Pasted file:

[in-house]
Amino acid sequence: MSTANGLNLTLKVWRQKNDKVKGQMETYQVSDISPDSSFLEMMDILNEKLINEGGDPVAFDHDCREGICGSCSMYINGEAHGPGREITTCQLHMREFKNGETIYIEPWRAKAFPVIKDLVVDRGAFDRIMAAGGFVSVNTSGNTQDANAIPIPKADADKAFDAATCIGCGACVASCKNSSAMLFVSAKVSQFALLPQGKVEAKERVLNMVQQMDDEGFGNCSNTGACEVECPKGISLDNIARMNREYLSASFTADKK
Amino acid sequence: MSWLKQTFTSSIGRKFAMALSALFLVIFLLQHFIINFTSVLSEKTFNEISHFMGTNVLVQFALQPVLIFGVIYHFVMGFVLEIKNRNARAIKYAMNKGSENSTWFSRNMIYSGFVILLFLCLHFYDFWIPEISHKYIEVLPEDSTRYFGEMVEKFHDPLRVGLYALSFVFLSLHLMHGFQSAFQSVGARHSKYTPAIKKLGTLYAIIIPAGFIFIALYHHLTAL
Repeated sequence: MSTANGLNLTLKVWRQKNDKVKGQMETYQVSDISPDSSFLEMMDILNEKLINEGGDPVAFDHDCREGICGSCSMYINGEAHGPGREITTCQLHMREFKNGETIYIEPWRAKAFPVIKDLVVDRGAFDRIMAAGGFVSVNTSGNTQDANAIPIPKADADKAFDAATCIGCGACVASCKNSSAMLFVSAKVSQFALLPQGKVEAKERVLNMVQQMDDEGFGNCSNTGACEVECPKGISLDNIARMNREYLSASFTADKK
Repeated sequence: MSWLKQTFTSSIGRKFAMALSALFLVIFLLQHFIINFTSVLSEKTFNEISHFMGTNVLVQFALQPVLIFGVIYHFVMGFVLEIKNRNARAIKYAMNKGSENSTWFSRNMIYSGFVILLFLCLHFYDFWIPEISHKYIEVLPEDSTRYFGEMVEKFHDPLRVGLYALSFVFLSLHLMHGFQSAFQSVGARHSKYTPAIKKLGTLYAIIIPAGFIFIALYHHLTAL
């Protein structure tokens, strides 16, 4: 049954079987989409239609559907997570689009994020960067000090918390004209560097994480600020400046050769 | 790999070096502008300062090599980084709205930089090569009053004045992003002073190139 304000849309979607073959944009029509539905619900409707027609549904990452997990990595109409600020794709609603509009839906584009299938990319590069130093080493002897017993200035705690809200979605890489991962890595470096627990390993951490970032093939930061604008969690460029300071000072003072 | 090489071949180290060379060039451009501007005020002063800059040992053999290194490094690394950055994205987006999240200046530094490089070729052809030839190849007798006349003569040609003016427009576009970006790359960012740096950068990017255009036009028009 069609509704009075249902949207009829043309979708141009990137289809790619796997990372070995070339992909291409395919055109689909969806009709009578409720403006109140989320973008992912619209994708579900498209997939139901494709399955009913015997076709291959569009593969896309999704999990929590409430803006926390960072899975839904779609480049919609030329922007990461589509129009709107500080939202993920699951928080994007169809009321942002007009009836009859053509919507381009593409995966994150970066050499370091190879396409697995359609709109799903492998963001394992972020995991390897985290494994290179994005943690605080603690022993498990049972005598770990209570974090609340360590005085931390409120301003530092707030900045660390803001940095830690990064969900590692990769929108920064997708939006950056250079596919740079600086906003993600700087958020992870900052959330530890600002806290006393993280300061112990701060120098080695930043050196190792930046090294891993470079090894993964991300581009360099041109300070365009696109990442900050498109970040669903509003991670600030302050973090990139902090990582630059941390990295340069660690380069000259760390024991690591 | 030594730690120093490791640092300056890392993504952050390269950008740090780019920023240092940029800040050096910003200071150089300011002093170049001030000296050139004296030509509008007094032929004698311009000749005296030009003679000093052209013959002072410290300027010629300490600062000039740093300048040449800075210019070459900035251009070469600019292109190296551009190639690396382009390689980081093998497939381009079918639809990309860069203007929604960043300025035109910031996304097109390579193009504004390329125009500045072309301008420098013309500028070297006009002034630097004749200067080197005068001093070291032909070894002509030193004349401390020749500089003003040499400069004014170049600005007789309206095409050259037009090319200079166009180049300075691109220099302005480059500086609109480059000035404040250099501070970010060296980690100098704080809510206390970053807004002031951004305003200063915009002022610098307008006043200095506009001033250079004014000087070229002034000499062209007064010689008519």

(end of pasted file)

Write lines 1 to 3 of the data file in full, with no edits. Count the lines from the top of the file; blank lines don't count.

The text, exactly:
[in-house]
Amino acid sequence: MSTANGLNLTLKVWRQKNDKVKGQMETYQVSDISPDSSFLEMMDILNEKLINEGGDPVAFDHDCREGICGSCSMYINGEAHGPGREITTCQLHMREFKNGETIYIEPWRAKAFPVIKDLVVDRGAFDRIMAAGGFVSVNTSGNTQDANAIPIPKADADKAFDAATCIGCGACVASCKNSSAMLFVSAKVSQFALLPQGKVEAKERVLNMVQQMDDEGFGNCSNTGACEVECPKGISLDNIARMNREYLSASFTADKK
Amino acid sequence: MSWLKQTFTSSIGRKFAMALSALFLVIFLLQHFIINFTSVLSEKTFNEISHFMGTNVLVQFALQPVLIFGVIYHFVMGFVLEIKNRNARAIKYAMNKGSENSTWFSRNMIYSGFVILLFLCLHFYDFWIPEISHKYIEVLPEDSTRYFGEMVEKFHDPLRVGLYALSFVFLSLHLMHGFQSAFQSVGARHSKYTPAIKKLGTLYAIIIPAGFIFIALYHHLTAL